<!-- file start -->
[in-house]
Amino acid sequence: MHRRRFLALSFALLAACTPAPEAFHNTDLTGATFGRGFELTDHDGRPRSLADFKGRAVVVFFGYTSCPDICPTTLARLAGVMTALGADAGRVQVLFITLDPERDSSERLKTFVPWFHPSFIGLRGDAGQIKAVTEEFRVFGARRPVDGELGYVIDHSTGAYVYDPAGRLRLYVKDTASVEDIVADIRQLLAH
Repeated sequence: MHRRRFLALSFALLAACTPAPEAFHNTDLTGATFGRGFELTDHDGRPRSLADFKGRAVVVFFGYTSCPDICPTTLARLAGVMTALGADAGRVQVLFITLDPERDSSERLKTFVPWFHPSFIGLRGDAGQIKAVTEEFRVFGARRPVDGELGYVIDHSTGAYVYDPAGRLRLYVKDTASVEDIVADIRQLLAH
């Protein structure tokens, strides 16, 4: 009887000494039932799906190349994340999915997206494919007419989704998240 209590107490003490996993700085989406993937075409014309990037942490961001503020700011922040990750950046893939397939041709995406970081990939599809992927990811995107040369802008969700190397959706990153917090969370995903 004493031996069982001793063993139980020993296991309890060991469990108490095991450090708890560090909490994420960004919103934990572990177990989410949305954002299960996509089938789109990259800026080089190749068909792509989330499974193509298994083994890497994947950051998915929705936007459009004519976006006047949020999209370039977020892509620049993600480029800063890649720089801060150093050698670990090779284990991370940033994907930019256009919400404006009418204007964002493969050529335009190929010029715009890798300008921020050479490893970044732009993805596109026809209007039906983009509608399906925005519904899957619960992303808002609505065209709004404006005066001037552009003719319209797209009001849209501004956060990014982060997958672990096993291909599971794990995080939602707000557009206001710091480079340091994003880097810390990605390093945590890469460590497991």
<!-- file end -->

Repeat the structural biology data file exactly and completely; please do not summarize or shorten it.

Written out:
[in-house]
Amino acid sequence: MHRRRFLALSFALLAACTPAPEAFHNTDLTGATFGRGFELTDHDGRPRSLADFKGRAVVVFFGYTSCPDICPTTLARLAGVMTALGADAGRVQVLFITLDPERDSSERLKTFVPWFHPSFIGLRGDAGQIKAVTEEFRVFGARRPVDGELGYVIDHSTGAYVYDPAGRLRLYVKDTASVEDIVADIRQLLAH
Repeated sequence: MHRRRFLALSFALLAACTPAPEAFHNTDLTGATFGRGFELTDHDGRPRSLADFKGRAVVVFFGYTSCPDICPTTLARLAGVMTALGADAGRVQVLFITLDPERDSSERLKTFVPWFHPSFIGLRGDAGQIKAVTEEFRVFGARRPVDGELGYVIDHSTGAYVYDPAGRLRLYVKDTASVEDIVADIRQLLAH
């Protein structure tokens, strides 16, 4: 009887000494039932799906190349994340999915997206494919007419989704998240 209590107490003490996993700085989406993937075409014309990037942490961001503020700011922040990750950046893939397939041709995406970081990939599809992927990811995107040369802008969700190397959706990153917090969370995903 004493031996069982001793063993139980020993296991309890060991469990108490095991450090708890560090909490994420960004919103934990572990177990989410949305954002299960996509089938789109990259800026080089190749068909792509989330499974193509298994083994890497994947950051998915929705936007459009004519976006006047949020999209370039977020892509620049993600480029800063890649720089801060150093050698670990090779284990991370940033994907930019256009919400404006009418204007964002493969050529335009190929010029715009890798300008921020050479490893970044732009993805596109026809209007039906983009509608399906925005519904899957619960992303808002609505065209709004404006005066001037552009003719319209797209009001849209501004956060990014982060997958672990096993291909599971794990995080939602707000557009206001710091480079340091994003880097810390990605390093945590890469460590497991």